How dangerous is mould? BU lecturer talks to the Guardian.

Mould can be potentially fatal, BU's Philipa Hudson tells the Guardian

If left for too long they can cause liver cancer apparently- Phillipa Hudson Senior Lecturer in Food Safety at BU told the Guardian.

Philippa Hudson, senior lecturer in food safety at Bournemouth University, admits that she would only remove a centimetre or so beyond the surface mould to continue eating a product. Stating that is just our harmless old friend Penicillium.

“But it’s important to say that not all of the Penicillium moulds are safe,” she adds. “Some of them do produce toxins and you can’t necessarily tell which are the bad ones by looking at them. It’s not as if all green moulds are good, all white moulds are good and all brown ones are to be avoided.”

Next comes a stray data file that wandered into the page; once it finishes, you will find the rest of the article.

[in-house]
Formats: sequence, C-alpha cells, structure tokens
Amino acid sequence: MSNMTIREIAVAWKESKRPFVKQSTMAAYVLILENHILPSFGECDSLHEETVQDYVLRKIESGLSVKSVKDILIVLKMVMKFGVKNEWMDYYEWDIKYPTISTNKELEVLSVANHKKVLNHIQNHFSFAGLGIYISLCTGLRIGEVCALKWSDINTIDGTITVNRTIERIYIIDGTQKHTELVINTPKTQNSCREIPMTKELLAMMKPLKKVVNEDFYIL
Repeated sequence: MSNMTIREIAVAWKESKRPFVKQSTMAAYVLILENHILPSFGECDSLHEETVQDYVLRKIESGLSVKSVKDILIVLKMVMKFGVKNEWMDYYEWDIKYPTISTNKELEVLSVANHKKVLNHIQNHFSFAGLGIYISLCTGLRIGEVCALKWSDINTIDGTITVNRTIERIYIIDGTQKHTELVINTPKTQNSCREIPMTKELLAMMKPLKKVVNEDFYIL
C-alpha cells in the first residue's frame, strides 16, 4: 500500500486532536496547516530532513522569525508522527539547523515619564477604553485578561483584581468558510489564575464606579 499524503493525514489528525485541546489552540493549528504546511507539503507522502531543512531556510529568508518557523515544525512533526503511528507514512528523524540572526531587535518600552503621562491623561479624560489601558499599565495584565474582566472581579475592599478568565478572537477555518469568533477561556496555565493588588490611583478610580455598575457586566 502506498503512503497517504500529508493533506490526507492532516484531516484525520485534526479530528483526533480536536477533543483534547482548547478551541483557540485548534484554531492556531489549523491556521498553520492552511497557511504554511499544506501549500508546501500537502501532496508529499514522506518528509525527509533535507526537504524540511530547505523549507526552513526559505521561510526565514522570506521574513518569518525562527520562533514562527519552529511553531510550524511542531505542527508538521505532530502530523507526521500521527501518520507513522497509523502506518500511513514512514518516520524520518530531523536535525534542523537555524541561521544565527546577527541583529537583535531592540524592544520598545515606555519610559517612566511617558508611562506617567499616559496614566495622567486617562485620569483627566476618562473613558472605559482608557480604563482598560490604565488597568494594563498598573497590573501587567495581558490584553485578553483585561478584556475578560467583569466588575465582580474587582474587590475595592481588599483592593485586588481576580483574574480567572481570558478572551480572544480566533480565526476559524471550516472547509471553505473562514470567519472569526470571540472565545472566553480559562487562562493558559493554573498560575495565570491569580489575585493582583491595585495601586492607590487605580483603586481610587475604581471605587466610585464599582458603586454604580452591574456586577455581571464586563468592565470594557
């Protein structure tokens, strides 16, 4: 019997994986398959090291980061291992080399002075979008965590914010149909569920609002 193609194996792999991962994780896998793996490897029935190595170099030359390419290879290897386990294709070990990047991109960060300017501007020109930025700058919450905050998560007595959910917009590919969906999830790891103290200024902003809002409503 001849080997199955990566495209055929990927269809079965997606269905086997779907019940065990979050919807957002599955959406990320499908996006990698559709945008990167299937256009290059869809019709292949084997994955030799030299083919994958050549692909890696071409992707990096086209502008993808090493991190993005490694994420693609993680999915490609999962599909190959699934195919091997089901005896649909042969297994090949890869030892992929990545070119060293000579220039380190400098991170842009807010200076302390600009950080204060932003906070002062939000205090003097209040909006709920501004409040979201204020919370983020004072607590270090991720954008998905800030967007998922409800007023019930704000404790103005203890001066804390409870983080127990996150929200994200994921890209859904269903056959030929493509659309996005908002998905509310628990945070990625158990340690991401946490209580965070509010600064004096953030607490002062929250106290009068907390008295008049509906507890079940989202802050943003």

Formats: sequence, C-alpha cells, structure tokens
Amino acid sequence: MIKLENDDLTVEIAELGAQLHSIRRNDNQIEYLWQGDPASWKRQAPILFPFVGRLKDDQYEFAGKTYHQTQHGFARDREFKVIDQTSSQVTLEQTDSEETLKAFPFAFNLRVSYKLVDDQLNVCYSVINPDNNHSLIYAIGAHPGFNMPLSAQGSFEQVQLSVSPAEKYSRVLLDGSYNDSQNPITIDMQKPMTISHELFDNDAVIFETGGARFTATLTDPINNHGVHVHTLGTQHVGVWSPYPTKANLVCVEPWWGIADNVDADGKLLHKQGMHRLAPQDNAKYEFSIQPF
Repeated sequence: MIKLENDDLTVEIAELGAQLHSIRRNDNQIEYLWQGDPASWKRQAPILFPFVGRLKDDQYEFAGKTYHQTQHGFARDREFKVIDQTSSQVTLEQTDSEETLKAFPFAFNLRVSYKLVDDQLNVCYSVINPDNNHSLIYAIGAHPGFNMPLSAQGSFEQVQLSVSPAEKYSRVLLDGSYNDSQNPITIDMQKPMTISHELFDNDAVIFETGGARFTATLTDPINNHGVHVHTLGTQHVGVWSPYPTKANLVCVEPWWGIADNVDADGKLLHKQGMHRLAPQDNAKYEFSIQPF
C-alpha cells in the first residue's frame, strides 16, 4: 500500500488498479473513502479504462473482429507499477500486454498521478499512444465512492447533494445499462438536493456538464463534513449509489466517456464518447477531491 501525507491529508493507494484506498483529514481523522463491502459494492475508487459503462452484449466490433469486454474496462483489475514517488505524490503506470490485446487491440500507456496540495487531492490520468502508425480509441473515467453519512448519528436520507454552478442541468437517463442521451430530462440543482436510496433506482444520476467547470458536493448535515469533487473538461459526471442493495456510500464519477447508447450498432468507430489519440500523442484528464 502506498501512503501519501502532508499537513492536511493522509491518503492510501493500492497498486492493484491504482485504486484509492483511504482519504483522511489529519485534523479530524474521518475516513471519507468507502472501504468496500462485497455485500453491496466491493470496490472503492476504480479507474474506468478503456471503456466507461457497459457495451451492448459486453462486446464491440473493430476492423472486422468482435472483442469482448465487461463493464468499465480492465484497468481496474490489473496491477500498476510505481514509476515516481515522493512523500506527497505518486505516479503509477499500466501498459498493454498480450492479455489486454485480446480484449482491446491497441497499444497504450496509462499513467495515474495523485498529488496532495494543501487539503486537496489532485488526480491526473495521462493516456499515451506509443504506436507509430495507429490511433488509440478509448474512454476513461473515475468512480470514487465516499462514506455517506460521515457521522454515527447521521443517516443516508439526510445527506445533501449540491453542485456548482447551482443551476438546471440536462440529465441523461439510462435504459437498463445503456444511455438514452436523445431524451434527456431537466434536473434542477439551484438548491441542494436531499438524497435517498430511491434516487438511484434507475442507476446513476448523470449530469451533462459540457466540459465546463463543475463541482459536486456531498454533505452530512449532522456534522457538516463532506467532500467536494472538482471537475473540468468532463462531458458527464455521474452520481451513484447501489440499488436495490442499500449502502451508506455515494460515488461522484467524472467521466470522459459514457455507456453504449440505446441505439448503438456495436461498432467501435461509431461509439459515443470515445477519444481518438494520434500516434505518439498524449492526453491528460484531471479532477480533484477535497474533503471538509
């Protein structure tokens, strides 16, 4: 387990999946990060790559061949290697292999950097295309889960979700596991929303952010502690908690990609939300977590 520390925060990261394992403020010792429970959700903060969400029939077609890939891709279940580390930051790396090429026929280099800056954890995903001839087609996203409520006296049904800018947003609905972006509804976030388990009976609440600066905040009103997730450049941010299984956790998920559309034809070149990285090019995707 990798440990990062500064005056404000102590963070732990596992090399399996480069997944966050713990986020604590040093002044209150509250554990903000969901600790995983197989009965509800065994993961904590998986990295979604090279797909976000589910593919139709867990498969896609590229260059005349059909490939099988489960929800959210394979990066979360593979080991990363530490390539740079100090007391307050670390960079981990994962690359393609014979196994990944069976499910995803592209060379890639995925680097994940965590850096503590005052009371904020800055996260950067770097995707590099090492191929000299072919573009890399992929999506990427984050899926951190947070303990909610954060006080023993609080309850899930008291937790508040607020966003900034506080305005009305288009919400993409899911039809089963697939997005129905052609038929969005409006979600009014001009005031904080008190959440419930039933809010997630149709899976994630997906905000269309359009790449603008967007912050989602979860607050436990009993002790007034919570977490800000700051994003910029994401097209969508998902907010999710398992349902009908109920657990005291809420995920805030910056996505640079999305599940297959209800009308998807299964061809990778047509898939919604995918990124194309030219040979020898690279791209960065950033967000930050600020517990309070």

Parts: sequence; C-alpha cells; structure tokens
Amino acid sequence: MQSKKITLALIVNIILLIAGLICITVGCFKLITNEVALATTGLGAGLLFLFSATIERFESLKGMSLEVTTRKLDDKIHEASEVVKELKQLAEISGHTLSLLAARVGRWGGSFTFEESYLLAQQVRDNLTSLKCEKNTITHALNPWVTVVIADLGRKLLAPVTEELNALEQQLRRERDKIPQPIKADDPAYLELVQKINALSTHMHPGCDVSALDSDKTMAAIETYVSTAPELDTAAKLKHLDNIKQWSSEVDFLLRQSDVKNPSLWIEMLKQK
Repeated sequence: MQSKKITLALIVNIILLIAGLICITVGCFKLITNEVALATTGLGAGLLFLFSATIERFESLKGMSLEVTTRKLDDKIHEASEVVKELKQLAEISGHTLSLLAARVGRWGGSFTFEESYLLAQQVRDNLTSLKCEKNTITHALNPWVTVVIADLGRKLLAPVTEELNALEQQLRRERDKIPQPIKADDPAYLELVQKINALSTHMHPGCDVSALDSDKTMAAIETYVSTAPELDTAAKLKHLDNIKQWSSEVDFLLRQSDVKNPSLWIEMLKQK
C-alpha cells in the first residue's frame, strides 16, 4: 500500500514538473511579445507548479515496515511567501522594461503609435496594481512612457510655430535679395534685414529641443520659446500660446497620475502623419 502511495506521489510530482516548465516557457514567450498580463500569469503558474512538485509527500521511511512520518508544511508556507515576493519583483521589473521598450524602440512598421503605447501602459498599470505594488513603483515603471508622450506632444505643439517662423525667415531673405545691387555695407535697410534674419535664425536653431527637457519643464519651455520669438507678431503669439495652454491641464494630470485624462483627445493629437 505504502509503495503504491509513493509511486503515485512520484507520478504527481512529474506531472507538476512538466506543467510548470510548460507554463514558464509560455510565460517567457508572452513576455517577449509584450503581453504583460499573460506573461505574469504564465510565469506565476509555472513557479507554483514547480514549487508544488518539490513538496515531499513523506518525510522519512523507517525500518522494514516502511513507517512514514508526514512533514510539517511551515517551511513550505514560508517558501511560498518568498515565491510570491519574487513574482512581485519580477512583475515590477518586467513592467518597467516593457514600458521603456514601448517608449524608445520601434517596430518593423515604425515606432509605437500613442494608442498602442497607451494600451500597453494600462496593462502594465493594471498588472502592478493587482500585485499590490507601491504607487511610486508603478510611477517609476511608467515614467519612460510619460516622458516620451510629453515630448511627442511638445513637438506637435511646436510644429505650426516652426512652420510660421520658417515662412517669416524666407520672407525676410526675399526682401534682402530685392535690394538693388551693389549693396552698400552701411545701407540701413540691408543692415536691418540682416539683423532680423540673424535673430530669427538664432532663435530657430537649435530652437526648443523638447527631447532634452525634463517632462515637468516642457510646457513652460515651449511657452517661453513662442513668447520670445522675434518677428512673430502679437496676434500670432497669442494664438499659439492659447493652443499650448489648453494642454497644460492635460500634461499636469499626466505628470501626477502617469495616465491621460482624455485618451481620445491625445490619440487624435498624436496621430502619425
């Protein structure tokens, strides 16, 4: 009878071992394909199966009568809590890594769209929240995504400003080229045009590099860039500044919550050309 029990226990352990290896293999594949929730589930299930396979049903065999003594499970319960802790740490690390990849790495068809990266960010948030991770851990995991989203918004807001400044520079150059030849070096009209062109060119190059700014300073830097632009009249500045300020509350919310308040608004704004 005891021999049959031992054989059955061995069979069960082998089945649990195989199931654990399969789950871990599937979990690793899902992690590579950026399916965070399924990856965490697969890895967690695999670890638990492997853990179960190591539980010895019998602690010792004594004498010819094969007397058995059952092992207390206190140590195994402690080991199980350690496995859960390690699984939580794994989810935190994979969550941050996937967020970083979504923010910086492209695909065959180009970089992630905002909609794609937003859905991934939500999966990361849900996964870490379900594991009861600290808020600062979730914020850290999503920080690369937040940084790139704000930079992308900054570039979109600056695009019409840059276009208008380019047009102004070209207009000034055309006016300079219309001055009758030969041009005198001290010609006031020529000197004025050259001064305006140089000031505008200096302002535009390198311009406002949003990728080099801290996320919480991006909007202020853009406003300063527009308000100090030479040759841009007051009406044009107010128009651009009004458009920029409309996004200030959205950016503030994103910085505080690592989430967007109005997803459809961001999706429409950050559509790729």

How dangerous can moulds be? “Seriously dangerous,” she says. “The genus Aspergillus, which grows on peanuts and peanut products, produces a group of toxins called aflatoxins. They can cause liver cancer – and cooking won’t destroy them.”

If you want to read the full article on the dangers of mould, visit the Guardian website here.

Leave a Reply

Your details
  • (Your email address will not be published in your comment)

XHTML: You can use these tags: <a href="" title=""> <abbr title=""> <acronym title=""> <b> <blockquote cite=""> <cite> <code> <del datetime=""> <em> <i> <q cite=""> <s> <strike> <strong>